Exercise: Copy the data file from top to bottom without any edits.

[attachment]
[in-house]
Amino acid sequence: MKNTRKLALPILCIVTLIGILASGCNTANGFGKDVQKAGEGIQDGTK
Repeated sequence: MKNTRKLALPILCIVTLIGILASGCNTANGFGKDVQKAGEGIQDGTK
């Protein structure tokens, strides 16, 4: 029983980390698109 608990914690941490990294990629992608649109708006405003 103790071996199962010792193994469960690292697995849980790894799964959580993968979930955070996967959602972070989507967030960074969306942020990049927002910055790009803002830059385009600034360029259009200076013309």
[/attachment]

[in-house]
Amino acid sequence: MKNTRKLALPILCIVTLIGILASGCNTANGFGKDVQKAGEGIQDGTK
Repeated sequence: MKNTRKLALPILCIVTLIGILASGCNTANGFGKDVQKAGEGIQDGTK
């Protein structure tokens, strides 16, 4: 029983980390698109 608990914690941490990294990629992608649109708006405003 103790071996199962010792193994469960690292697995849980790894799964959580993968979930955070996967959602972070989507967030960074969306942020990049927002910055790009803002830059385009600034360029259009200076013309």